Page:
Jack kept the cigarettes he stole from his dad at the bottom of his vinyl school bag underneath virgin textbooks and teenage boy detritus. We smoked them in the paddock that marked the halfway point between our houses. In an untamed hedge and using grass clippings from the paddock’s slashing we made that autumn’s cubby house where we perfected smoke rings and discussed girls. After he finished his cigarette, one name always made Jack unknowingly tie the fresh green stalk of a weed’s regrowth into a knot after making a big heart-shaped loop. I never told him that I noticed.
by G.J. Williams
As for the smoking crater at the centre of your being, it’s lost among foreign wars, localised tumours; divorces, evictions. That it still smoulders is testament enough; whatever was there must have taken some destroying. But we know, don’t we? We know what was there and how much it took to destroy it. So very little it ought to be sad. But it’s not sad, is it? Too few losses for it to be deemed sad. The cigarettes in your coat pocket were soaked, and there’s no accounting for your neighbour’s taste in music, loud and piercing as it is.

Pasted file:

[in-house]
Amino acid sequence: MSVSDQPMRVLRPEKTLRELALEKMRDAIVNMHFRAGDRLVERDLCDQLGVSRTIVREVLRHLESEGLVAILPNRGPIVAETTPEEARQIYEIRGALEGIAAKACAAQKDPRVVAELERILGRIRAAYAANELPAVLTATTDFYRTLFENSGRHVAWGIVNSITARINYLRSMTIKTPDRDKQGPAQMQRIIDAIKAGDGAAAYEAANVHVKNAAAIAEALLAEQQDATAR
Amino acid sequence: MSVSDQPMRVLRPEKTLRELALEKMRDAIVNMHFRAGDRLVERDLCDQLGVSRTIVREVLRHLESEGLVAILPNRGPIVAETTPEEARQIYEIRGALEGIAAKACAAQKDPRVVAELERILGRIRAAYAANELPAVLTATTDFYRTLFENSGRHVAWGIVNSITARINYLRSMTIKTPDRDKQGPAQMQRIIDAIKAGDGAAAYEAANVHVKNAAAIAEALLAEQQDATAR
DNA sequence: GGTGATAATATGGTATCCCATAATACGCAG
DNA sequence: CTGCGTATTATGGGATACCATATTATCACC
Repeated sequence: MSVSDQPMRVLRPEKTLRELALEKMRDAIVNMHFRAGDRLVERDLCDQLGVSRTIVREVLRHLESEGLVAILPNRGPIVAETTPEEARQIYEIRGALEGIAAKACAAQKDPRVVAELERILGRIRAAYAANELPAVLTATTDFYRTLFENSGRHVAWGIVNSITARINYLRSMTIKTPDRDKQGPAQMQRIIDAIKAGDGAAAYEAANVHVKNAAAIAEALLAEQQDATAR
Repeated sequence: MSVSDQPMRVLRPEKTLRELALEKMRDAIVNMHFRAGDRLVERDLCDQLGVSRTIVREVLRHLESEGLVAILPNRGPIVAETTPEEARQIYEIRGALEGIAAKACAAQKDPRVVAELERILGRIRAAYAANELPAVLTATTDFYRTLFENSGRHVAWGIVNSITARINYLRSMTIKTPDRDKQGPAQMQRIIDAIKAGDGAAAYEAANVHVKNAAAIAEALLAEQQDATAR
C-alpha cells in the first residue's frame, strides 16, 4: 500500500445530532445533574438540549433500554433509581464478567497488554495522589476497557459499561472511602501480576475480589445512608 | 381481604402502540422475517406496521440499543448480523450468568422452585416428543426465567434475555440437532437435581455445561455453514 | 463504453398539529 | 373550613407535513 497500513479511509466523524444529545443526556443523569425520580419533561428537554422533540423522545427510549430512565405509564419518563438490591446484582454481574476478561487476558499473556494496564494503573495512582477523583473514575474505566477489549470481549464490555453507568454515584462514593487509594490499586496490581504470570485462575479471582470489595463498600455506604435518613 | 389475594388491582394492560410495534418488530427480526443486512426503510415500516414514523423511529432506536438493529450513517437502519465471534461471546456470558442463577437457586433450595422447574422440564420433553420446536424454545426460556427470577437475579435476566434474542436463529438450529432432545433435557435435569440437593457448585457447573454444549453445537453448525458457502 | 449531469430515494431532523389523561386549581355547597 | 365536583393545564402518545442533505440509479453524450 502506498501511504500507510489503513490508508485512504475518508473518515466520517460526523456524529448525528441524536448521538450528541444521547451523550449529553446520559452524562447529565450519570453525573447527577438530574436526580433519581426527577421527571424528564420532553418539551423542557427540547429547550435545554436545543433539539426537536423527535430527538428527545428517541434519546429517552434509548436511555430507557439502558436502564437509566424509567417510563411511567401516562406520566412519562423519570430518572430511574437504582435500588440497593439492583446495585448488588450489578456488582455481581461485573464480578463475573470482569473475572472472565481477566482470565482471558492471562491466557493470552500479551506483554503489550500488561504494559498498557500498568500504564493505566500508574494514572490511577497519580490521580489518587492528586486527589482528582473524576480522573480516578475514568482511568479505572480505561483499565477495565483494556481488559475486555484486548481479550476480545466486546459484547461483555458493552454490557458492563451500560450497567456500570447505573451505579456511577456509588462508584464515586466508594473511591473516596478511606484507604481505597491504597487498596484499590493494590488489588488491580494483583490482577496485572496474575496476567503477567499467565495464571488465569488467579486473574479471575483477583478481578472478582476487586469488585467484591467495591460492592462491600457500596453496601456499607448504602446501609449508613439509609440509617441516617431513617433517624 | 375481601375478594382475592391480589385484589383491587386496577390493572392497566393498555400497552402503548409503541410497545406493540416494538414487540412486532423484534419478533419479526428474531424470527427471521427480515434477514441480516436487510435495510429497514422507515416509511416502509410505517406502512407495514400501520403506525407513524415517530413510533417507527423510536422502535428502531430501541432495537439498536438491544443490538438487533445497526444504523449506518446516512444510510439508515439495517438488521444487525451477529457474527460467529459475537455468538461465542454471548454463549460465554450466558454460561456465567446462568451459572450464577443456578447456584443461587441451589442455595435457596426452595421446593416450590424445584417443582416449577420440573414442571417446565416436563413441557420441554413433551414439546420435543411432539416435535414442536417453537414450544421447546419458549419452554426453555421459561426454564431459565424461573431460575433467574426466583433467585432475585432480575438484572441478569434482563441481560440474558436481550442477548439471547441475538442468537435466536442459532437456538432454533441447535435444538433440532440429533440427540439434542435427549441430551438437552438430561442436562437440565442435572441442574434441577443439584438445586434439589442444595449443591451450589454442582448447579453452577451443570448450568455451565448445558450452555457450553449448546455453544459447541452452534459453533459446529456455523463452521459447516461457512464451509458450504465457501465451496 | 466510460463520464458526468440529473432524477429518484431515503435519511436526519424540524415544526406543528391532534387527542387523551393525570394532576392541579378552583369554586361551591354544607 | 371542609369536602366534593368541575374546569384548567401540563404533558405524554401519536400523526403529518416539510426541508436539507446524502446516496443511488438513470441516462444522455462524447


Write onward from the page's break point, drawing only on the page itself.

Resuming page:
by Adam Conner
“Look,” she tells me, sitting here in a cafe we’d never been to before, in clothes that she no doubt wore the night before, thumbing her purse strap she’d yet to take off, circling the straw in her water (the only thing she ordered), checking her phone as if she received a message she’d been waiting for this entire time, still wearing her sunglasses as if she didn’t want to see me, she tells me, “We need to talk,” but we already have.
Adam Conner’s piece ‘Blind Date’ is a near perfect example of microfiction’s ability to encapsulate everything in almost nothing.